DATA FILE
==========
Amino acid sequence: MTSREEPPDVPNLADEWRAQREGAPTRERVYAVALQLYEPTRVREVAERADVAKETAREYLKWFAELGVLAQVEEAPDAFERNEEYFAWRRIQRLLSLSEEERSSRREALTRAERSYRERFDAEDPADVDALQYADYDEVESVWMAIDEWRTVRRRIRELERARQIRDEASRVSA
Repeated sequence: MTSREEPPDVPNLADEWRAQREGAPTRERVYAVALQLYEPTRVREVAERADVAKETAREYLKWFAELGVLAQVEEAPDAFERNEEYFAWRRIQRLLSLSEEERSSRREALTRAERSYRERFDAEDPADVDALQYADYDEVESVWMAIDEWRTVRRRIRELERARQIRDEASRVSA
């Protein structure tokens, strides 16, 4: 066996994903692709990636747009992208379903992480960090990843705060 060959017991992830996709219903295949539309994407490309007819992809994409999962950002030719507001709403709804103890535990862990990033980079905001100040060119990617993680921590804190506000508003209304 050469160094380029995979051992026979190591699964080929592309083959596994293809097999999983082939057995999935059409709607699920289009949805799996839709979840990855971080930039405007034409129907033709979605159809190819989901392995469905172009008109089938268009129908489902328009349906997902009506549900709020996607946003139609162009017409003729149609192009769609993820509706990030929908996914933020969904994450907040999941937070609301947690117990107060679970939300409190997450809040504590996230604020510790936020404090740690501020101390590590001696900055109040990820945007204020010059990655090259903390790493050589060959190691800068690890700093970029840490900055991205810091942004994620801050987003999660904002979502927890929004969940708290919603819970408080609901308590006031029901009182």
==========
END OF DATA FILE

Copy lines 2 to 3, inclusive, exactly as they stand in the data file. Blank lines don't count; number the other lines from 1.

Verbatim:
Repeated sequence: MTSREEPPDVPNLADEWRAQREGAPTRERVYAVALQLYEPTRVREVAERADVAKETAREYLKWFAELGVLAQVEEAPDAFERNEEYFAWRRIQRLLSLSEEERSSRREALTRAERSYRERFDAEDPADVDALQYADYDEVESVWMAIDEWRTVRRRIRELERARQIRDEASRVSA
């Protein structure tokens, strides 16, 4: 066996994903692709990636747009992208379903992480960090990843705060 060959017991992830996709219903295949539309994407490309007819992809994409999962950002030719507001709403709804103890535990862990990033980079905001100040060119990617993680921590804190506000508003209304 050469160094380029995979051992026979190591699964080929592309083959596994293809097999999983082939057995999935059409709607699920289009949805799996839709979840990855971080930039405007034409129907033709979605159809190819989901392995469905172009008109089938268009129908489902328009349906997902009506549900709020996607946003139609162009017409003729149609192009769609993820509706990030929908996914933020969904994450907040999941937070609301947690117990107060679970939300409190997450809040504590996230604020510790936020404090740690501020101390590590001696900055109040990820945007204020010059990655090259903390790493050589060959190691800068690890700093970029840490900055991205810091942004994620801050987003999660904002979502927890929004969940708290919603819970408080609901308590006031029901009182």